The second unique characteristic of this group is that they are technologically savvy. The mobile phone is ubiquitous in their lives. They easily adapt to technology and make the best use of it. Sometimes you do get a feeling whether technology determines their behaviour or they manage technology that way. They are well versed in technology and know how to use it to their best advantage.

The third nature of this cohort is they are restless. While being impatient for results may be a good idea, it may make them demotivated very fast. For eg., if they post something on social media and do not get many likes within minutes of their post, they get disappointed easily. This impacts their work and their life. They want to achieve success in half the time of their seniors. While it is good to be ambitious, it may be necessary to be patient for results.

The fourth quality of the Millennials is they have a lot of ideas. If their ideas are channelised and they are guided properly, they can achieve results much faster than their older generations. I have always felt energised in the company of these people. They challenge you all the time but are also willing to be challenged in every way. We need to have a participative style of leadership to deal with them.

The last quality which I admire most in this group is their ability to take risks. In my class in college, hardly one or two students would venture out to start a business after completing our professional education. In this generation, more than one third of the class wants to start something of their own. They are willing to work hard, put forth their ideas and are not afraid of failure. On the contrary, many of us do not have the guts to do that even today.

As in the photo above, this duo is full of energy and they only are looking to channelise the same to bring out their best always.

I have enjoyed every moment I have spent with this generation. It is not right to imagine that they have arrived from a different planet and behave differently. It is true their goals and aspirations are different. They have clear goals, willing to take risks, adapt to technology faster and are impatient for results. If we are willing to channelise their ideas and create a supportive environment, they are bound to succeed.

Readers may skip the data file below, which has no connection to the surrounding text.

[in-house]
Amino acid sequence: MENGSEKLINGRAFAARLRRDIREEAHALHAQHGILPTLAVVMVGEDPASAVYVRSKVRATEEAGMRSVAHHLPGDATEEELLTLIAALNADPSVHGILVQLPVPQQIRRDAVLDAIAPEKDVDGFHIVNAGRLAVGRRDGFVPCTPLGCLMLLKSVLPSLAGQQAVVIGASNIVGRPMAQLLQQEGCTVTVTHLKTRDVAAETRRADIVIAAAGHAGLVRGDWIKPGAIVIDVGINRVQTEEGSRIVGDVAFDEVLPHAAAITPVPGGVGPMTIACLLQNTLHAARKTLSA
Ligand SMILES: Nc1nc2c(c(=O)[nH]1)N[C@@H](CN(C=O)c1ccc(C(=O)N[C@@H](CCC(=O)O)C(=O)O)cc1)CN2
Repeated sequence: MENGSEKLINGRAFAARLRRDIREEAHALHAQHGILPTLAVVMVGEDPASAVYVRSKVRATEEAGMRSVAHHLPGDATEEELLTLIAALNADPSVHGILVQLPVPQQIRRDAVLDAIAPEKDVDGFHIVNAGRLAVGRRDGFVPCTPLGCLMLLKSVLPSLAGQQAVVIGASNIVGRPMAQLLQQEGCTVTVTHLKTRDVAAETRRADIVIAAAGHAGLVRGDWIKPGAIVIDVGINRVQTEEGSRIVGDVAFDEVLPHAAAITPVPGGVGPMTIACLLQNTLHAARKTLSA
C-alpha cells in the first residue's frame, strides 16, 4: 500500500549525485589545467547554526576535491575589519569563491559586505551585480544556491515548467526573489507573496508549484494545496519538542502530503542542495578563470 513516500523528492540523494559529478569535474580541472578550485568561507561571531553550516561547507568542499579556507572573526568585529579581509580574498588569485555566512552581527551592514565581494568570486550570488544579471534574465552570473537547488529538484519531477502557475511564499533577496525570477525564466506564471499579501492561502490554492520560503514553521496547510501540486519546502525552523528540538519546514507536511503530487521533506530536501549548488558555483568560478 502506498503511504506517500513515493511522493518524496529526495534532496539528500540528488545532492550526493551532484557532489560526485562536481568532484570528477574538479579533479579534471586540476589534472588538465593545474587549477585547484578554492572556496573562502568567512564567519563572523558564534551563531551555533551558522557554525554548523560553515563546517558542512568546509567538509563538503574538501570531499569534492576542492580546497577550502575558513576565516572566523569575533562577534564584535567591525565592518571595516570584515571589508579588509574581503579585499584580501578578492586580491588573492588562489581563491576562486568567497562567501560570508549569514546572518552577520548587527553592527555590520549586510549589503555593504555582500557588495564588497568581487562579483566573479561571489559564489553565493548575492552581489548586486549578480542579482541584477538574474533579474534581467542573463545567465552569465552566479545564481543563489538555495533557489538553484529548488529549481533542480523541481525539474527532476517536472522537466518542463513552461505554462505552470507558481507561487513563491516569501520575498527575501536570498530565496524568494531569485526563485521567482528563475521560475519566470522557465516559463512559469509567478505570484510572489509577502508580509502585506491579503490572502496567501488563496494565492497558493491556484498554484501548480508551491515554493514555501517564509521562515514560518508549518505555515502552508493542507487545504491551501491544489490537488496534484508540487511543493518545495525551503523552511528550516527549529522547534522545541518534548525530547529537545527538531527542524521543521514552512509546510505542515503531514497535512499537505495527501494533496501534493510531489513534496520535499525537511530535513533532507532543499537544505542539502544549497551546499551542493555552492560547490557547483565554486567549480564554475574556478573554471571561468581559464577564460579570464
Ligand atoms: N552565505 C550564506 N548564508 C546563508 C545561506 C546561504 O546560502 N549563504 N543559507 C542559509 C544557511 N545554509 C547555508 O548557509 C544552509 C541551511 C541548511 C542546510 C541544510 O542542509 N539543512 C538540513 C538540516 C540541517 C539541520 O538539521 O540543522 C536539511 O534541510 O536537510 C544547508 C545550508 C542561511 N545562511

It is up to us to learn from them and lead them into a brighter future.

S Ramesh Shankar

Luck versus Hard Work

One may always be in a dilemma if luck or labour is needed for success in life. We hear stories of both categories being successful in life. On the one hand, we hear of many successful people, who work their way up in life through dint of hard work and perspiration. On the other hand, we also meet people, who are at the right place at the right time and catapult to success due to sheer luck.

One is always in a dilemma whether luck or hard work is the mantra for success in life. If I have to look back at my life and also the experience of admiring successful people around me in all walks of life I would say that hard work is the foundation for success in every aspect of life. Hard work is necessary and luck can supplement hard work but not the other way around.

Sometimes people get carried away by some rare examples of lucky people achieving success. It may be true that some people are indeed lucky and they achieve success not because of their efforts but because of their luck. This in my view would be more of an exception than a rule. It is like some people having great health right through their life and living in their nineties inspite of smoking and consumption of alcohol on a daily basis. If one concludes based on these examples that smoking and consuming alcohol every day could help us lead a healthy life, this could be misleading.

One of the reasons why many people do not consider hard work as important for success in life is that we tend to notice people only after they have become successful. We are not privy to the hard work and the challenges many of the successful people go through before they become famous. A good example could be that of a sportsman or woman. After they become famous and earn a lot of money through advertisements and endorsements, we tend to believe that life is so easy for them. We do not realize how many hours of practise they would have put in day in and night out before attaining the glory in their chosen field.

This is equally true in every aspect of life. We see famous sportspersons, actors, singers, dancers, corporate honchos and others being successful in life. They lead a life, which many of us may envy. But, we do not realize the trials and tribulations they go through before they become successful in life. They burn the midnight oil and fail many times in their attempts before success greets them.

In life, we need to work hard and if we are fortunate for it to be supplemented with luck, we could be happy. Hard work is like our daily meal. It has to be healthy, full of vitamins and regular. If we get a desert once in a way, we could be happy and that could be the supplement of luck with our daily meal. I cannot imagine we becoming healthy only by eating desert every day. So luck can help us like a catalyst but cannot substitute hard work in life.

Another important lesson in life is that we need to patient to be successful. Every process has its time limit. We cannot expect to have a child in less than nine months in a natural way. We cannot expect the monsoon to last in India for more than 3 to 4 months. So, everything in life is defined by time. We need to put in our best efforts and wait for the time for it to ripen and deliver results. Sometimes we are in a hurry and hence we end up disappointed.

It is like we tend to visit a temple one day before the exam hoping that God will bestow us with luck even if we have not worked hard enough for the exams.

Lets work hard and hope luck smiles at us on the way.

S Ramesh Shankar